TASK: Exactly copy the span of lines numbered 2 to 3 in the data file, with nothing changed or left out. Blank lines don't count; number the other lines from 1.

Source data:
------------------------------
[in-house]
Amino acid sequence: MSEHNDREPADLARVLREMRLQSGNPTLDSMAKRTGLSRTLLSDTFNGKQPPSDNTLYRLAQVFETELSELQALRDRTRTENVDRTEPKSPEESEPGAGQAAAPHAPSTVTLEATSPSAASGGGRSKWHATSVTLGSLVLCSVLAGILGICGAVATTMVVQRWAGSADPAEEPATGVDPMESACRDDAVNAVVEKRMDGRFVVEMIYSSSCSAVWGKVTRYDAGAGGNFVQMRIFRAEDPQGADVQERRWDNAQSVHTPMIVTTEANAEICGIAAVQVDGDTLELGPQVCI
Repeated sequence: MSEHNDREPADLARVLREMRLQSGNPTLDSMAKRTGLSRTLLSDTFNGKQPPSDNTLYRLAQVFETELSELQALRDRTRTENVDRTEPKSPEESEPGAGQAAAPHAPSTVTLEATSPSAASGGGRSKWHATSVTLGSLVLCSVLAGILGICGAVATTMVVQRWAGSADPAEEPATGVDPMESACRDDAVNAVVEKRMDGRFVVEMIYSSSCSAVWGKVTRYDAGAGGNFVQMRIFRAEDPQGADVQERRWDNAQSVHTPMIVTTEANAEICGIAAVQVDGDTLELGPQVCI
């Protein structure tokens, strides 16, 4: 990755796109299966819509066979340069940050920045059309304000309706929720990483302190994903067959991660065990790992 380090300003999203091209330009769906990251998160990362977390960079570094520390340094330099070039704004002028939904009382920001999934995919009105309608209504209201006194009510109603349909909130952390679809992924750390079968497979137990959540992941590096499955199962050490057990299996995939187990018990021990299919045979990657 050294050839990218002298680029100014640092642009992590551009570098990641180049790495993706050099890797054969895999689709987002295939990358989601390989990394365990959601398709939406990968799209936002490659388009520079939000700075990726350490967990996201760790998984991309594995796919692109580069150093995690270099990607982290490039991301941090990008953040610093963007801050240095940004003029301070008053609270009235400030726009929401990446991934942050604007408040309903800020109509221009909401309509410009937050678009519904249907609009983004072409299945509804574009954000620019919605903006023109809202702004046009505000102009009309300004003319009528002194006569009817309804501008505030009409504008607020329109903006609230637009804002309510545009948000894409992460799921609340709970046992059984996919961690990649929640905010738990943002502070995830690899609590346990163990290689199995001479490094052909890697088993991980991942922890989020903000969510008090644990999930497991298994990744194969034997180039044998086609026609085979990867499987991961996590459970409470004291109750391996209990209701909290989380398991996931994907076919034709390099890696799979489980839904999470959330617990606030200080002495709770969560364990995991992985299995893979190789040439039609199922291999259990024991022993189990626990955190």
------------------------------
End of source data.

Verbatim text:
Amino acid sequence: MSEHNDREPADLARVLREMRLQSGNPTLDSMAKRTGLSRTLLSDTFNGKQPPSDNTLYRLAQVFETELSELQALRDRTRTENVDRTEPKSPEESEPGAGQAAAPHAPSTVTLEATSPSAASGGGRSKWHATSVTLGSLVLCSVLAGILGICGAVATTMVVQRWAGSADPAEEPATGVDPMESACRDDAVNAVVEKRMDGRFVVEMIYSSSCSAVWGKVTRYDAGAGGNFVQMRIFRAEDPQGADVQERRWDNAQSVHTPMIVTTEANAEICGIAAVQVDGDTLELGPQVCI
Repeated sequence: MSEHNDREPADLARVLREMRLQSGNPTLDSMAKRTGLSRTLLSDTFNGKQPPSDNTLYRLAQVFETELSELQALRDRTRTENVDRTEPKSPEESEPGAGQAAAPHAPSTVTLEATSPSAASGGGRSKWHATSVTLGSLVLCSVLAGILGICGAVATTMVVQRWAGSADPAEEPATGVDPMESACRDDAVNAVVEKRMDGRFVVEMIYSSSCSAVWGKVTRYDAGAGGNFVQMRIFRAEDPQGADVQERRWDNAQSVHTPMIVTTEANAEICGIAAVQVDGDTLELGPQVCI